Artist Ajesh Suresh’s installation art in multi-media touches upon societal and environmental issues

Ajesh Suresh says his installation art is an attempt to open a conversation with viewers on issues concerning climate change, society and nature

Ajesh Suresh says his installation art is an attempt to open a conversation with viewers on issues concerning climate change, society and nature

A barefooted man in denim trousers walks through a desolate scorched landscape till he disappears over the horizon to the accompaniment of bird song, a sort of dirge for the forest that once existed there. For artist Ajesh Suresh, The Walk, a site-specific performance art captured on video, was the best way to express his anguish over the slash-and-burn practice followed in Central Sumatra, Indonesia, for the cultivation of palm plantations.

“Site-specific installations and performance art are my way of expressing myself. A songster would have sung about his experience of him, I do it through art, ”says Ajesh, a graduate of Fine Arts from Karnataka Chitrakala Parishath and a postgraduate from Birmingham Institute of Art and Design, who hails from Kerala. His first solo exhibition in India, Conversations… Memoirs of an artist !, will begin on September 23 at Amuseum, Thiruvananthapuram.

Ten video installations showcase some of the major work he did in Southeast Asia during his 11-year stay in Malaysia. The video installations, enhanced with snatches of conversations, music and natural sounds, are projected on the wall.

“It could be a conversation, a remark or something I read in the paper that triggers my interest. For instance, during a conversation, a friend mentioned how the Hong River in Vietnam was dying and, as a result, families living there for ages were now forced to look for alternative means of livelihood. I had to go to Vietnam to do a site installation on the river, ”he recalls.

A site-specific installation by Ajesh Suresh on the Hong River in Hanoi Vietnam

A site-specific installation by Ajesh Suresh on the Hong River in Hanoi Vietnam | Photo Credit: Special arrangement

He went to Vietnam with a team and put up an installation that is a grim reminder of climate change and its impact on humanity. Selecting a dry portion of the riverbed, he covered three boats in red cloth He recalls fishermen telling him how the river they used to fish and swim in was now used by their children as a playground to fly kites. They wondered what their grandchildren would do there and that conversation can be heard in the video along with the sounds of children at play.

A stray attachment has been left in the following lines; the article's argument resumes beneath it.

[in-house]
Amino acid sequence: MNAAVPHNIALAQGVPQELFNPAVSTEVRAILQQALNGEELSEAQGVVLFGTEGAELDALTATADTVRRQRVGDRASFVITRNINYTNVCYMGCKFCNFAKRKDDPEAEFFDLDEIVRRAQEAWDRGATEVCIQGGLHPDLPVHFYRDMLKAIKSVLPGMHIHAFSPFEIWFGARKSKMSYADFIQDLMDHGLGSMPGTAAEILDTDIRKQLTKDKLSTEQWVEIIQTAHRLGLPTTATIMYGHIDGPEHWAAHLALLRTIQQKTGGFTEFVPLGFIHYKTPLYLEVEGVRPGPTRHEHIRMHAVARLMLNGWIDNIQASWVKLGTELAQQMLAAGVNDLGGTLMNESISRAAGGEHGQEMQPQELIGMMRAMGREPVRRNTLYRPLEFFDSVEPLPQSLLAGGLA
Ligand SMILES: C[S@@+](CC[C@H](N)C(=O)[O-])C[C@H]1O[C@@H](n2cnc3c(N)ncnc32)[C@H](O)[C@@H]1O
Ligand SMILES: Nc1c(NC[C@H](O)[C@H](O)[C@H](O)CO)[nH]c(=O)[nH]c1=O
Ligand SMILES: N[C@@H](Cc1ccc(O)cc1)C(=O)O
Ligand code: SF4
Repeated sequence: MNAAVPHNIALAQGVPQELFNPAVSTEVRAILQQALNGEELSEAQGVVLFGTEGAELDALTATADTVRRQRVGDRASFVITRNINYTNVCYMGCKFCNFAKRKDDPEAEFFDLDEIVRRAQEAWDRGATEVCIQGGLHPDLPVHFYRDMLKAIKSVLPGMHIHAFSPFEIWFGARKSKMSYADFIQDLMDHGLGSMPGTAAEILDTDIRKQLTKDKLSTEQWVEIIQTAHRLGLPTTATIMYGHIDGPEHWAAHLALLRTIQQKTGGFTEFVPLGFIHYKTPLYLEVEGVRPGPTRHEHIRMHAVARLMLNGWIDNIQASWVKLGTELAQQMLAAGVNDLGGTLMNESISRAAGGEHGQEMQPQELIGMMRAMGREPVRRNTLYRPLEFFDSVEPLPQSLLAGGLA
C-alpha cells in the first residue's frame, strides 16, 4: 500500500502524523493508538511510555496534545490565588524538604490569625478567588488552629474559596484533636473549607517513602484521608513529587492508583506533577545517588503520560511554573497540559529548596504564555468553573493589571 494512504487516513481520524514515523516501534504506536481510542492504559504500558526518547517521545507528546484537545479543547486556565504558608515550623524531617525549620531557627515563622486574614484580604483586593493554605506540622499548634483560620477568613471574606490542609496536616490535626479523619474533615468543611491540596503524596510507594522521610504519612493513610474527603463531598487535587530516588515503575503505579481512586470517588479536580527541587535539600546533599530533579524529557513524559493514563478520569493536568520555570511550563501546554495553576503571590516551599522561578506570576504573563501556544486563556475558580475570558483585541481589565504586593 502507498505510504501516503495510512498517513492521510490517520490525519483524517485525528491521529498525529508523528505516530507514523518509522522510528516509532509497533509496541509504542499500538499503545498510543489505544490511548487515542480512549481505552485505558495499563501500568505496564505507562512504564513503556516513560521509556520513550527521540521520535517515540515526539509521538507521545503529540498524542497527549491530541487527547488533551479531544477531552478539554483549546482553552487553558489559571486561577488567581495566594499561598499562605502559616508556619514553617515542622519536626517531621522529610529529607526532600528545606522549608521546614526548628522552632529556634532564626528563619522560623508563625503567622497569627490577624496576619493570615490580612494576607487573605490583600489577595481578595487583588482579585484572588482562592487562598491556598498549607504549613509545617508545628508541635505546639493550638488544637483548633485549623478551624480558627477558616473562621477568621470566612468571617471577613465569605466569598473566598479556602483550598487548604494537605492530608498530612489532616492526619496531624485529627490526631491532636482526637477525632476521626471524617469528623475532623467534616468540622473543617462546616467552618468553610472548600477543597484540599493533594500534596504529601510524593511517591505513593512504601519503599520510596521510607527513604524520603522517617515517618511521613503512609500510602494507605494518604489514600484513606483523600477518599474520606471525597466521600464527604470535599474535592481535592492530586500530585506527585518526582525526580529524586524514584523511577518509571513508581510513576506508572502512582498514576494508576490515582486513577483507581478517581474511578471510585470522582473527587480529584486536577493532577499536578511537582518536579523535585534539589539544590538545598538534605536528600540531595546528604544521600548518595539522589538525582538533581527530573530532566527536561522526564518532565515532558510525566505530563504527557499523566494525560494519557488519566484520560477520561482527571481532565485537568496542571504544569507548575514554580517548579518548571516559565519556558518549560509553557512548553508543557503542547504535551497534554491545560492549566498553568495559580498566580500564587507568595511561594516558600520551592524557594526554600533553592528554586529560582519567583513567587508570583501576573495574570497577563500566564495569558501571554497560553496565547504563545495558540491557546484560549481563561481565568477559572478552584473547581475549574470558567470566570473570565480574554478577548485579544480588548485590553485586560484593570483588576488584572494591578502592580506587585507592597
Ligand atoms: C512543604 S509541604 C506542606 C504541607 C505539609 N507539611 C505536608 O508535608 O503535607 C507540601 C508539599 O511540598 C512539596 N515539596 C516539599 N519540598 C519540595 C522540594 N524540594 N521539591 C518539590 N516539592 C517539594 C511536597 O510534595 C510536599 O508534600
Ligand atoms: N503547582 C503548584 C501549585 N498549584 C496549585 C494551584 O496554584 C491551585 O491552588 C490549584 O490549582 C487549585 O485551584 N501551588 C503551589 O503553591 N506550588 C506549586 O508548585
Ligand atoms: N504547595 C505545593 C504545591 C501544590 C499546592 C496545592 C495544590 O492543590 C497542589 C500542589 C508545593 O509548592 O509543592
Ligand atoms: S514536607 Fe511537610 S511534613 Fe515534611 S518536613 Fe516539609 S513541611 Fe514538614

Ajesh Suresh

Ajesh Suresh | Photo Credit: Metroplus

“Through my art, I want to open conversations with viewers. Instead of explaining everything, I want the viewers to have a dialogue with my work and make their own stories, ”maintains Ajesh.

Each piece has a story and with the help of photographs and videos, Ajesh brings in intriguing snippets about how a particular work caught his interest and why he was doing it in the installation. The video has glimpses of the installation process too.

A still from Ajesh Suresh's installation The Untitled

A still from Ajesh Suresh’s installation The Untitled | Photo Credit: Special arrangement

The Untitled, an installation in collaboration at Davao in South Cotabato, Philippines, is a tribute to the determination of the teachers and students of the T’boli School of Indigenous Knowledge and Tradition at Davao. “While those who can afford it, spend to give the best education for their children, the economically-disadvantaged will have to make the best of what is accessible to them in the education system. They don’t have much of a choice, ”he points out.

A tiny school with no chairs or desks, nonetheless, it catered to several students. With the cooperation of the Municipal Tourism Department at Lake Sebu in South Cotabato, he did an installation comprising chairs and tables that were tied at a height on young Mahogany trees. “The Untitled is a tribute to the students aspiring for a better future and the teachers helping them to better their lives. Later, the chairs and tables were donated to the school, ”says the artist.

Migrating Birds, an installation with origami birds, has been displayed in Thailand, Singapore and Cambodia. Although he lost the birds during transit, he has made some new ones for an installation in Kerala. “Unlike some of my installations, this was not site specific. These birds could be ‘anywhere and everywhere’ and so I say that the birds I had flown away, “explains Ajesh with a smile, adding that he plans to hold a live demonstration of his art after the inauguration of the exhibition at 5.30pm on September 23.

The exhibition is open from 10.30am to 12.30pm and from 4pm to 6pm, concludes on September 30. Mondays are holidays. Contact: 8589061461

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